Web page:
Have you ever wondered what Jesus wrote on the ground during that confrontation? No one knows of course. No one had a cell phone to take a picture of it. But from what Jesus has said to me on the numerous occasions when I’ve flunked the commitment test, I think he simply wrote one word, and that word is “Grace.” Grace for the woman. Grace for her self-righteous accusers, And Amazing Grace for you and me if we admit our sin and recommit to God’s way of faithful love.

Bump Stocks and Log in My Eye

Some of my readers have probably been pleased that I have been less “political” in what I’ve posted in recent weeks. There are several reasons for that, but one of them is not that I am less concerned about the state of our nation and world. I became a part-time pastor again this summer and that has affected my writing in a couple of ways. Given more pastoral duties means less time for other things, including writing. The writing I have done has been primarily sermons and prayers. Secondly with the privilege of being a pastor of a congregation comes an expectation to handle political matters tactfully and in a non-partisan way.

I did not realize how much I felt constrained by that non-partisan expectation until I retired and wasn’t serving a congregation. I felt liberated to speak my mind more freely, and now that I am back in a formal relationship with a congregation that freedom is one of the things I miss most. As a student of persuasive communication I know full well that effective communication requires a meeting of minds, a shared understanding and respect for one another’s ideas and feelings. That’s a quality of community that is sorely lacking in our bitterly divided nation and world.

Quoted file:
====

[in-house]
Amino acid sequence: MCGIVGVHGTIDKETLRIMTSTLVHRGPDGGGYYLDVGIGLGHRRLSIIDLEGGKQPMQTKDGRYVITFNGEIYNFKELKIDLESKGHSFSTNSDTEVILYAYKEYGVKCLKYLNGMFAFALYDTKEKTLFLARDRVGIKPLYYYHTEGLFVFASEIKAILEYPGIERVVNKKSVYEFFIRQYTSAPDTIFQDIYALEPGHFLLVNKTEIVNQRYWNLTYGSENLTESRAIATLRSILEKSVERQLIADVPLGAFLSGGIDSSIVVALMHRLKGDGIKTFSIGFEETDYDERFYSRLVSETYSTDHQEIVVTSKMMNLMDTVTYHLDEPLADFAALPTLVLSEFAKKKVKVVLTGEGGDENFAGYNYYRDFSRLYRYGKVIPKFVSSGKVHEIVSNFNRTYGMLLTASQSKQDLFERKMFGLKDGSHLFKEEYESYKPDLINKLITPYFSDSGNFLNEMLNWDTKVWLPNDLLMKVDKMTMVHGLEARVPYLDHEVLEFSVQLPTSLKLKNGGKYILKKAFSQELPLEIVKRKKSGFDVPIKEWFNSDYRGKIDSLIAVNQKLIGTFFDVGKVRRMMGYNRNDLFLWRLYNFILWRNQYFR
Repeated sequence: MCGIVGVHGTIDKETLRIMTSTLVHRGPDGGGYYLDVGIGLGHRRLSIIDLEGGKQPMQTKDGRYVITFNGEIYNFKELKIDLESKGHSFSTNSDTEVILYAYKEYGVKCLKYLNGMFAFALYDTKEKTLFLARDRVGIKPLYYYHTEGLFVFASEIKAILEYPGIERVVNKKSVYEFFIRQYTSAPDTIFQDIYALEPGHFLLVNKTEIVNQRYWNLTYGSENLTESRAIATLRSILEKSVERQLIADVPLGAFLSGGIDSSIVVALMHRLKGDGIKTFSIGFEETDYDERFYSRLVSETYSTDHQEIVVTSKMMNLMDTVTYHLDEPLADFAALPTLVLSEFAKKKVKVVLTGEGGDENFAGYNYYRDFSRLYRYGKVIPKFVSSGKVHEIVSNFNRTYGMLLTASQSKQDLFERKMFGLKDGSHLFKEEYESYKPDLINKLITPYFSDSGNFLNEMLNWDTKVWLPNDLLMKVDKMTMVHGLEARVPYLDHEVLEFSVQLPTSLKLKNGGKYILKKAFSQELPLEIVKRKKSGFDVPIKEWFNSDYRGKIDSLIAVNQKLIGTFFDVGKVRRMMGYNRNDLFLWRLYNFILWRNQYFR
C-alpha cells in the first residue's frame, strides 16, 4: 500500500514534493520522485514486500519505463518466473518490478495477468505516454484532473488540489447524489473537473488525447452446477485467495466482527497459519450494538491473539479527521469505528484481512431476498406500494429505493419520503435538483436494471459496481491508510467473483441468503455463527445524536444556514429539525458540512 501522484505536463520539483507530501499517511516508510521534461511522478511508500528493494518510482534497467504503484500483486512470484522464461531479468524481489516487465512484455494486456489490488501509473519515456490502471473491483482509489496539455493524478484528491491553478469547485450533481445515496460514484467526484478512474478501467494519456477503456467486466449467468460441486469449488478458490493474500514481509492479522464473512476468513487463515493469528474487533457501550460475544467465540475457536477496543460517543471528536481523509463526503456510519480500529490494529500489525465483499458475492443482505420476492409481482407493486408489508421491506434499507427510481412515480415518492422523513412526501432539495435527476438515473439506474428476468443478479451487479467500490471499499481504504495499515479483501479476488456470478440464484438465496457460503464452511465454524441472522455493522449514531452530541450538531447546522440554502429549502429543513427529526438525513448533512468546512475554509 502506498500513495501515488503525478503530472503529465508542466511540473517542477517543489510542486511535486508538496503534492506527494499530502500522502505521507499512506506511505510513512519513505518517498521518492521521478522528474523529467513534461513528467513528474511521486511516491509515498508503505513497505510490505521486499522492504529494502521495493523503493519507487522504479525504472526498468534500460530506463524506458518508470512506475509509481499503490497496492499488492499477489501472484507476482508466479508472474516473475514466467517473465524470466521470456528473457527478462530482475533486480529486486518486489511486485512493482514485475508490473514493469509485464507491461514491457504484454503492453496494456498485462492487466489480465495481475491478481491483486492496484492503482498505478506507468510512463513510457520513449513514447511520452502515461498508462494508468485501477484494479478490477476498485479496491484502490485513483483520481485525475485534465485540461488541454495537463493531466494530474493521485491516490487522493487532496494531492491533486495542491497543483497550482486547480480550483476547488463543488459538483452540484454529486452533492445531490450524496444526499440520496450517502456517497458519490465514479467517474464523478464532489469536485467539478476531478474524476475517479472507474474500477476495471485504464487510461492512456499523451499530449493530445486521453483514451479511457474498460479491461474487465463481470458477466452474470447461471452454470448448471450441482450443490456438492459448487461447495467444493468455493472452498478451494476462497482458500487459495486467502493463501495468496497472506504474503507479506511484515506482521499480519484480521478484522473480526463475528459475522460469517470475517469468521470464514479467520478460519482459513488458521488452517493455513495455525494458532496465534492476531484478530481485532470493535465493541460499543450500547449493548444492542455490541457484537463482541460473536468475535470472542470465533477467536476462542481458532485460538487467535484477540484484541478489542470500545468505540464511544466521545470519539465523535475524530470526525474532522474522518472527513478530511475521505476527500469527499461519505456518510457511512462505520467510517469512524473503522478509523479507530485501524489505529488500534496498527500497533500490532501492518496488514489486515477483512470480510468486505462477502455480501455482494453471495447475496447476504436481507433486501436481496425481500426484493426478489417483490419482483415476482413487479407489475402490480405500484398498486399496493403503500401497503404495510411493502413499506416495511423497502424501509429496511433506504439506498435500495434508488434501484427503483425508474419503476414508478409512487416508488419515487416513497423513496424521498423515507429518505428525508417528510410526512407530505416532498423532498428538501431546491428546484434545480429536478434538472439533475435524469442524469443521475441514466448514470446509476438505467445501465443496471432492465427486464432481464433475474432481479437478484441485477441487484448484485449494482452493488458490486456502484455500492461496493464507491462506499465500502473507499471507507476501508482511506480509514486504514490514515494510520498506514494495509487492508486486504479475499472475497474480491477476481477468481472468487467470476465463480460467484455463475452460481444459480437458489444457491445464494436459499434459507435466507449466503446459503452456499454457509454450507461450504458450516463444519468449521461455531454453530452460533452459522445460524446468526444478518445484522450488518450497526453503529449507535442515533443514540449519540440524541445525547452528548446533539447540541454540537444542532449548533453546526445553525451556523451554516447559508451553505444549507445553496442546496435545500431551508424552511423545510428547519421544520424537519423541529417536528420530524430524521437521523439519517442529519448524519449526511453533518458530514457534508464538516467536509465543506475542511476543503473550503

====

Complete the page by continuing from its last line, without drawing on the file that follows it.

No meaningful communication occurs across the chasm of ideological extremes where we view others as enemies (political or foreign) instead of as fellow humans doing the best we can to make sense of the lives we have been given and the world we inhabit. So my philosophy of ministry is one of trying to understand what people believe and why they hold those beliefs so I can then facilitate a process of faith development that moves all of us toward the peaceable kingdom God covets for us and all creation.

I am not always successful at being empathetic and understanding, and as one who is very uncomfortable with conflict I fear I have been too timid during most of my ministry to share my true thoughts and feelings because I feared that to do so would be unpopular. I greatly admire my colleagues who have the courage and faith to speak prophetically about controversial issues.

I recently saw a list of the 15 most popular hymns of all time. I don’t know how the list was compiled or how scientifically valid the methodology was for surveying people, but the list was pretty much what I expected it would be: “Amazing Grace,” “How Great Thou Art,” “In the Garden,” “Great is Thy Faithfulness,” “It is Well With My Soul” etc. All 15 hymns on the list focused on personal salvation and holiness. What was lacking was the other half of the Gospel, what John Wesley called “Social Holiness.”